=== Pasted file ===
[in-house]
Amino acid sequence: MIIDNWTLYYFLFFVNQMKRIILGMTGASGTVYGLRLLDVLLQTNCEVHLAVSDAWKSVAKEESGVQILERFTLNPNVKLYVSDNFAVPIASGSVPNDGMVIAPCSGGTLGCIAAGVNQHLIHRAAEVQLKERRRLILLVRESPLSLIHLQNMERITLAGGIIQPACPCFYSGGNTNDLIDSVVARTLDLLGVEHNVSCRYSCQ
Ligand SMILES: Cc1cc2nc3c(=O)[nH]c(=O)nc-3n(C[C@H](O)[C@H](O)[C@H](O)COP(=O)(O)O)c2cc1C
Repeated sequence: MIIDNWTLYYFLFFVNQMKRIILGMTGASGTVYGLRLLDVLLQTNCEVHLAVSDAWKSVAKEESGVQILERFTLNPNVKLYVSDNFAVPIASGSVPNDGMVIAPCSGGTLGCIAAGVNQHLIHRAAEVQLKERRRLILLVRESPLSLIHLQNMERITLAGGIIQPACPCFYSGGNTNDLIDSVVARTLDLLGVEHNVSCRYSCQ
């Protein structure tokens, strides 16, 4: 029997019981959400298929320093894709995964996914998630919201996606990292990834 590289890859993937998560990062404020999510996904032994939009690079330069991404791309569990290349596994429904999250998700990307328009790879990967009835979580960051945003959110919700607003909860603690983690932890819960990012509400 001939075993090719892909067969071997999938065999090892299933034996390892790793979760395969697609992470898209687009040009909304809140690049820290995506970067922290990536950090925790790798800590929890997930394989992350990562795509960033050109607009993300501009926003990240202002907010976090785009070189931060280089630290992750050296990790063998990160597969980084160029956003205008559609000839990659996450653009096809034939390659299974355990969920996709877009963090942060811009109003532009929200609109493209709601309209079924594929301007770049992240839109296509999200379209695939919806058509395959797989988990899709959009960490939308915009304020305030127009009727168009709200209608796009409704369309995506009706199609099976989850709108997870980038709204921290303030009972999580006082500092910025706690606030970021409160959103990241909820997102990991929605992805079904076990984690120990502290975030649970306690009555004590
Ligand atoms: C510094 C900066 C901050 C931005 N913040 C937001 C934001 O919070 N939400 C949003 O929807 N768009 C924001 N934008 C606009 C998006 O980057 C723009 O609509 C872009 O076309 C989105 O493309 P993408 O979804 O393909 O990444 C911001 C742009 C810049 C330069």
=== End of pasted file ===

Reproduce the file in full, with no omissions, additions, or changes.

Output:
[in-house]
Amino acid sequence: MIIDNWTLYYFLFFVNQMKRIILGMTGASGTVYGLRLLDVLLQTNCEVHLAVSDAWKSVAKEESGVQILERFTLNPNVKLYVSDNFAVPIASGSVPNDGMVIAPCSGGTLGCIAAGVNQHLIHRAAEVQLKERRRLILLVRESPLSLIHLQNMERITLAGGIIQPACPCFYSGGNTNDLIDSVVARTLDLLGVEHNVSCRYSCQ
Ligand SMILES: Cc1cc2nc3c(=O)[nH]c(=O)nc-3n(C[C@H](O)[C@H](O)[C@H](O)COP(=O)(O)O)c2cc1C
Repeated sequence: MIIDNWTLYYFLFFVNQMKRIILGMTGASGTVYGLRLLDVLLQTNCEVHLAVSDAWKSVAKEESGVQILERFTLNPNVKLYVSDNFAVPIASGSVPNDGMVIAPCSGGTLGCIAAGVNQHLIHRAAEVQLKERRRLILLVRESPLSLIHLQNMERITLAGGIIQPACPCFYSGGNTNDLIDSVVARTLDLLGVEHNVSCRYSCQ
């Protein structure tokens, strides 16, 4: 029997019981959400298929320093894709995964996914998630919201996606990292990834 590289890859993937998560990062404020999510996904032994939009690079330069991404791309569990290349596994429904999250998700990307328009790879990967009835979580960051945003959110919700607003909860603690983690932890819960990012509400 001939075993090719892909067969071997999938065999090892299933034996390892790793979760395969697609992470898209687009040009909304809140690049820290995506970067922290990536950090925790790798800590929890997930394989992350990562795509960033050109607009993300501009926003990240202002907010976090785009070189931060280089630290992750050296990790063998990160597969980084160029956003205008559609000839990659996450653009096809034939390659299974355990969920996709877009963090942060811009109003532009929200609109493209709601309209079924594929301007770049992240839109296509999200379209695939919806058509395959797989988990899709959009960490939308915009304020305030127009009727168009709200209608796009409704369309995506009706199609099976989850709108997870980038709204921290303030009972999580006082500092910025706690606030970021409160959103990241909820997102990991929605992805079904076990984690120990502290975030649970306690009555004590
Ligand atoms: C510094 C900066 C901050 C931005 N913040 C937001 C934001 O919070 N939400 C949003 O929807 N768009 C924001 N934008 C606009 C998006 O980057 C723009 O609509 C872009 O076309 C989105 O493309 P993408 O979804 O393909 O990444 C911001 C742009 C810049 C330069």